By Maggie Faire
I am an author who writes across several genres because I love looking at the world and its problems and resolutions through different perspectives. As Maggie Faire I write Young Adult Urban Fantasy. My current series, The Forest People, is about a young woman who is a human chameleon. She has grown up with “normal” parents and because of her condition has been sheltered from the world. It first manifested at birth, but then becomes uncontrollable during puberty. Isn’t that when everything is uncontrollable? J An important part of her journey is to discover why she has this curse (her view of it) and how she can learn to live with it or use it to her advantage.
Thank you, Judith Ashley, for asking these questions to make my discussion easier!
Why YA? I know you write for adults so why add YA?
The simple answer would be that I’m crazy. Most people don’t think a grandmother should be writing YA and of course I love to disprove whatever “most people” think.J A better answer is that YA, unlike most adult genres, reader expectations are not as prescriptive in the genre rules. This allows authors much more freedom in incorporating a wider range of topics, protagonist experiences, and cross-genre stories within any one book. I think that is also why so many people, both teens and adults, love reading YA novels. Did you know that 50% of YA readers are between the ages of 35 and 50?
Also, YA is primarily about the coming-of-age story—that time in life where a young person becomes an adult and has to figure out who they are separate from their parents, their peers, and form a real sense of “self.” I personally believe that we all go through this who-am-I-really stage at several times in her our lives. Certainly, the move from child to adult is the expected one. However, I think anytime something changes (marriage, death, divorce, finding or losing a job, retirement) we go through some type of re-evaluation of who we are, what we want, and what we are contributing to the world.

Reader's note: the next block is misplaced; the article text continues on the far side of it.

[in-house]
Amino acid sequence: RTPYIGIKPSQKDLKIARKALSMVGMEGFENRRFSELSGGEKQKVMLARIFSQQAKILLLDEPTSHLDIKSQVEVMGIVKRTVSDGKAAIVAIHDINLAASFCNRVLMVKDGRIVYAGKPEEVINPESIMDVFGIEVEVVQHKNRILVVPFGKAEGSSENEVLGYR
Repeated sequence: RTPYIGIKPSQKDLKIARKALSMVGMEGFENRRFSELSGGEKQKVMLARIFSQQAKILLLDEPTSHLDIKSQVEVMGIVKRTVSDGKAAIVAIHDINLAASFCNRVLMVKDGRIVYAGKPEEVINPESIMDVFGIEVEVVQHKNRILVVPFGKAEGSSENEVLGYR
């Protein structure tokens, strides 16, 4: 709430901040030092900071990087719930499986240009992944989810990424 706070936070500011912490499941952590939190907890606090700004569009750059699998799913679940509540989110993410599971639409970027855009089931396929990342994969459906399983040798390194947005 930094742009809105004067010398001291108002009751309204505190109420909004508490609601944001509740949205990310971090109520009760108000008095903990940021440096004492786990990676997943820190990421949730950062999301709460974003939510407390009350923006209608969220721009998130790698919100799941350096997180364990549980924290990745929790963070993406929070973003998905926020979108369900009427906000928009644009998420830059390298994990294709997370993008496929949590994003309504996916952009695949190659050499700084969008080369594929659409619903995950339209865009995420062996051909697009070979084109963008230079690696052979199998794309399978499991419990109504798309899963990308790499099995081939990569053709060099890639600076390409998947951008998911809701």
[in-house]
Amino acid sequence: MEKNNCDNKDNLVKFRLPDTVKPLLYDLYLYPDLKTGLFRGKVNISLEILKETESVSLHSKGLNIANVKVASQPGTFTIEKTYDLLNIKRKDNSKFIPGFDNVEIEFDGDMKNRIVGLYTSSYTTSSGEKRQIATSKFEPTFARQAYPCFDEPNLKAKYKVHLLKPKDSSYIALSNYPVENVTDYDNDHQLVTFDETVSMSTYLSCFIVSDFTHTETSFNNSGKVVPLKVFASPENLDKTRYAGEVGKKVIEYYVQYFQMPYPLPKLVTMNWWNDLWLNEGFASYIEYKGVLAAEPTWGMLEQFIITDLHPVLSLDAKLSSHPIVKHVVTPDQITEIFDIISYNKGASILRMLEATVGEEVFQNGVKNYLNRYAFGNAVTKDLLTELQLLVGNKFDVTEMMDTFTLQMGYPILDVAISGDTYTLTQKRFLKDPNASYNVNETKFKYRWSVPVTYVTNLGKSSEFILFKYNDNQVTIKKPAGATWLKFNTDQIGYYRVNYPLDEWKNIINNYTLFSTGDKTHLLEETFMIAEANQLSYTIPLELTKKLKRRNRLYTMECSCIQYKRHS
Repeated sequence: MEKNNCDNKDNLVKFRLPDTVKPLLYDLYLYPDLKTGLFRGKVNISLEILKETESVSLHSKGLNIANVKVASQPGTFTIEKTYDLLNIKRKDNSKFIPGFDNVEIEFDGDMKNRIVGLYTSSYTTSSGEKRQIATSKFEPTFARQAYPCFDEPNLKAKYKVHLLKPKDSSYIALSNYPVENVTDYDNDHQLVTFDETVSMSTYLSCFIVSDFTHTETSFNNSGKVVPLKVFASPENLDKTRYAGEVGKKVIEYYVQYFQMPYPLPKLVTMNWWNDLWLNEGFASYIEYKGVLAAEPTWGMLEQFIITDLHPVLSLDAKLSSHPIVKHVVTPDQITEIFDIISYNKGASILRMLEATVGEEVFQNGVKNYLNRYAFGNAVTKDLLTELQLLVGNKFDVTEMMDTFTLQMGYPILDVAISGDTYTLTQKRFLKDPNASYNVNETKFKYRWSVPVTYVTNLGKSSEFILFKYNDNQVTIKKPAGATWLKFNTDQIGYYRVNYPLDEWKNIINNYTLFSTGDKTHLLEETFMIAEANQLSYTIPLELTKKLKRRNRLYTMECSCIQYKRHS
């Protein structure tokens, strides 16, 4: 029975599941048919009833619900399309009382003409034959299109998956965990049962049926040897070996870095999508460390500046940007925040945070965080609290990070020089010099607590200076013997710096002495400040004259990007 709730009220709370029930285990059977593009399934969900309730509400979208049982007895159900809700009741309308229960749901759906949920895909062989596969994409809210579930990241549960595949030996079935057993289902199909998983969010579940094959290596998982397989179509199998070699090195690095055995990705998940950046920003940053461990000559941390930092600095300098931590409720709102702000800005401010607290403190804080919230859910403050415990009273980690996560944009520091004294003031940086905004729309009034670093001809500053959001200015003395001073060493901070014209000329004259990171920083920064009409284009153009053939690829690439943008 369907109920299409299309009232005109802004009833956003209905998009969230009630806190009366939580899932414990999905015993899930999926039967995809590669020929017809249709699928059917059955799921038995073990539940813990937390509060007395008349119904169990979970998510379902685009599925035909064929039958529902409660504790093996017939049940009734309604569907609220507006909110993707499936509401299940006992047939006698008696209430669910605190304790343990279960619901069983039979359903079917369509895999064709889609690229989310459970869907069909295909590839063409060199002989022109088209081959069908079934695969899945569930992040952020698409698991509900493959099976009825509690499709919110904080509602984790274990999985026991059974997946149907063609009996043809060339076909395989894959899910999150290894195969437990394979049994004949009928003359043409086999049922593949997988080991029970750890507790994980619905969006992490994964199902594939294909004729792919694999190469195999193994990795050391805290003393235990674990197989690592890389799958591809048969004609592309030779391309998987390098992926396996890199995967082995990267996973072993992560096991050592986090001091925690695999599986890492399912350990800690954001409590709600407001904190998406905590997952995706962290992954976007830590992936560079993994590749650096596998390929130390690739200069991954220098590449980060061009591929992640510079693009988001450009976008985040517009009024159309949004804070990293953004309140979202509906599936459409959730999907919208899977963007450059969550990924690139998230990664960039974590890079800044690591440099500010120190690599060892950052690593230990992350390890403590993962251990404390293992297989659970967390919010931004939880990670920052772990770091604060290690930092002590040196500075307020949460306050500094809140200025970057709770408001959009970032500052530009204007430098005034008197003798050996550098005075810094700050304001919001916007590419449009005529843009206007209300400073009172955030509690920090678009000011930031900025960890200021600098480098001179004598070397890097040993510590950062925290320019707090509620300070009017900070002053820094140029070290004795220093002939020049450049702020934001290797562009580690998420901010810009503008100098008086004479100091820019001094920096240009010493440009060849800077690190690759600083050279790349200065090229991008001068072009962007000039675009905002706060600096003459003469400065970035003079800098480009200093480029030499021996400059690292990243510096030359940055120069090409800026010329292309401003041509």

The other thing I love about YA books is the emotion. When I remember back to being between the ages of 12 and 19, I remember that every decision seemed life-changing and potentially the end of the world as I knew it. By putting my YA books in a fantasy world, I can truly make the real end of the world a possibility that is all on this young adult’s shoulders. It heightens the emotion and allows me to exploit themes in a different, more exciting way than I can in some of my adult books.
What, if any, message are you sharing with your readers in your stories?
I think the hardest thing to learn in life is that there is both good and evil in the world and, whether we admit it or not, we are all capable of both. It is not so easy to identify what constitutes evil and what that means to how we live our life. Is evil a supernatural entity like the devil? Is it a conglomeration of all the bad we do that somehow becomes something more than the sum of its parts? Is it something that we can define by specific ways we treat people or animals or the things in our life? There is a lot of grey between the two polls of good and evil; and I think it is pretty easy to slip toward evil little by little. And that slippery slope becomes more dangerous when things aren’t going our way, when expectations for our daily life aren’t being met.